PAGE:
Matching STM32 hardware CRC with standard CRC-32

Hardware CRC generators come handy in embedded systems when data or code have to be validated. For example: storing settings in flash or EEPROM, receiving new firmware via a bootloader. Software implementations are either slow (when calculating the CRC directly) or need quite some memory for lookup tables. There are many CRC standards. The checksum does not necessarily have to be standards-compliant when used for internal data storage because the data will never leave the device in raw binary. However, when the data has to be exchaned with an external system it helps greatly when off the shelf libraries can be used.

I tried using the CRC peripheral available in STM32L011 and failed miserably so I had to come up with a more systematic approach to get a proper CRC-32 that is compatible with zlib, python etc.

The hardware

STM32L011 CRC peripheral has the following registers:

  • data register – used to write the data to be checksummed and read out the result
  • independent data register – not used
  • control register – has all the settings, this is the tough nut to crack
  • initial CRC value – speaks for itself
  • polynomial – also speaks for itself, the default value is the same as Wikipedia mentions for CRC-32 HDLC, Ethernet, Bzip2 etc.

The variables

CRC-32 polynomial is 0x04C11DB7 (standard), polynomial size is obvious (32-bits) and the initial state is 0xFFFFFFFF. This leaves the following variables:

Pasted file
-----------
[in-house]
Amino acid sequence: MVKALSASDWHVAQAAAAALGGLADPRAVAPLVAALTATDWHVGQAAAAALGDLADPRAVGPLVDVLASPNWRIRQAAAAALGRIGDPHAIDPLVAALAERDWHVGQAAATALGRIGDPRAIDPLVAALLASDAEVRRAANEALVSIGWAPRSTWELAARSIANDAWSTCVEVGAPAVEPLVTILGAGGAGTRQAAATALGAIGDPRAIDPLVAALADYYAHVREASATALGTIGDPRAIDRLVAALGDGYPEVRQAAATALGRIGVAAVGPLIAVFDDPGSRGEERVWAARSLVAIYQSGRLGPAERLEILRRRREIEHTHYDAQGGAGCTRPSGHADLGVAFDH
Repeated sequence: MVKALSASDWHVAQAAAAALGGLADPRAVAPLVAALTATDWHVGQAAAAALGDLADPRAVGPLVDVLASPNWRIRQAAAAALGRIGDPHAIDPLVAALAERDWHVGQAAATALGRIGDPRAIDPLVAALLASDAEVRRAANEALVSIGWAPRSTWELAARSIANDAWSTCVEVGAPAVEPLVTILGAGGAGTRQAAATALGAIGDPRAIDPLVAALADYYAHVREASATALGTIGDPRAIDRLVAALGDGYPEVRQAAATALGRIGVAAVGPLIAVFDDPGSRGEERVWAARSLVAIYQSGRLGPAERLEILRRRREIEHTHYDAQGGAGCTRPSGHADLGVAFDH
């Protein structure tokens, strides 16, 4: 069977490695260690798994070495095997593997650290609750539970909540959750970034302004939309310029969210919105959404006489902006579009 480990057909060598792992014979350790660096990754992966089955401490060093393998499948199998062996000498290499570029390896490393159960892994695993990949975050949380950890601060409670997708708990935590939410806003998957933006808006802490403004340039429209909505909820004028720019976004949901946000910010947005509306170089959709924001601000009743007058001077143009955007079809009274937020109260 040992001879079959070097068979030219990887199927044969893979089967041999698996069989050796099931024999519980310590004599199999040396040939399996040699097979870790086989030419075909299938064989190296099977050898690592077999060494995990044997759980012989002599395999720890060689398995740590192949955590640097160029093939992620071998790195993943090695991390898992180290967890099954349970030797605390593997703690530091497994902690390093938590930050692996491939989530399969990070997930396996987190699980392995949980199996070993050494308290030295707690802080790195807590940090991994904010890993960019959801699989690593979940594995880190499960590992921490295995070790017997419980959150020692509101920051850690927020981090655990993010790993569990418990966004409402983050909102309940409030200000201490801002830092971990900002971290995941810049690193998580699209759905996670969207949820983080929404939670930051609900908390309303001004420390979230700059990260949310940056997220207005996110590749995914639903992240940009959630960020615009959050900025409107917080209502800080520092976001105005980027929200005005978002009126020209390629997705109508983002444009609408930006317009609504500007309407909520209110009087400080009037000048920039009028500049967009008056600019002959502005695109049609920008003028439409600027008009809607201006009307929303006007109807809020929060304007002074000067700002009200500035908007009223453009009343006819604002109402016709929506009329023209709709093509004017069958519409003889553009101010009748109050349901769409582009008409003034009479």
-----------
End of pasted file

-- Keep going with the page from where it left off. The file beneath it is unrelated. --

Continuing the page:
• CRC-32 operates on 4-byte words, so a crc32([0]) is a different thing than crc32([0,0,0,0]) in python syntax
  • the polynomial itself
  • input bit order reversal
  • output bit order reversal
  • output result inversion (done in software)

Reference results

The first thing is to have a reference you can trust. I picked python and zlib. A word full of zero bits is the easiest because input bit reversal does not matter.

Python binascii and zlib implementations seem identical and the result for a word of zeros is 2144DF1C.

First attempt – all zeros

The CRC peripheral is very easy to use. Basically: enable the clock, set up the polynomial and reversals, keep writing the data and in the end read the result. I wrote this short snipped that tries both output bit reversals and output result inversion.

The result:

How to interpret the output (we are looking for the combination that returns 2144DF1C):

  • no output reversal, no result inversion – bad
  • no output reversal, result inversion – bad
  • output reversal, no result inversion – bad
  • output reversal, result inversion – GOOD!

Conclusion: output reversal has to be enabled and the result must be inverted.

Second attempt – test number

Having the right setting for an all-zero word the next step is to try any other number. I picked 0x00010203 (watch out for endianness!). Python reference:

We will be looking for 296E95DD.

This piece of code tests various input reversals (none, byte, half-word, word). The question of ouput inversion is already settled, but I keep printing both options just in case.

The result:

How to interpret the output (we are looking for the combination that returns 296E95DD):

  • output reversal, no input reversal, no result inversion – bad
  • output reversal, no input reversal, result inversion – bad
  • output reversal, input reversal by byte, no result inversion – bad
  • output reversal, input reversal by byte, result inversion – bad
  • output reversal, input reversal by half-word, no result inversion – bad
  • output reversal, input reversal by half-word, result inversion – bad
  • output reversal, input reversal by full word, no result inversion – bad
  • output reversal, input reversal by full word, result inversion – GOOD!

Conclusion: output reversal has to be enabled, input reversal must be enabled and done by full word, the result must be inverted. 🙂

CRC-32 compatible function

The examples above operate on a single word but this function has been successfully used with a larger block of data in a bootloader.

All code is public domain.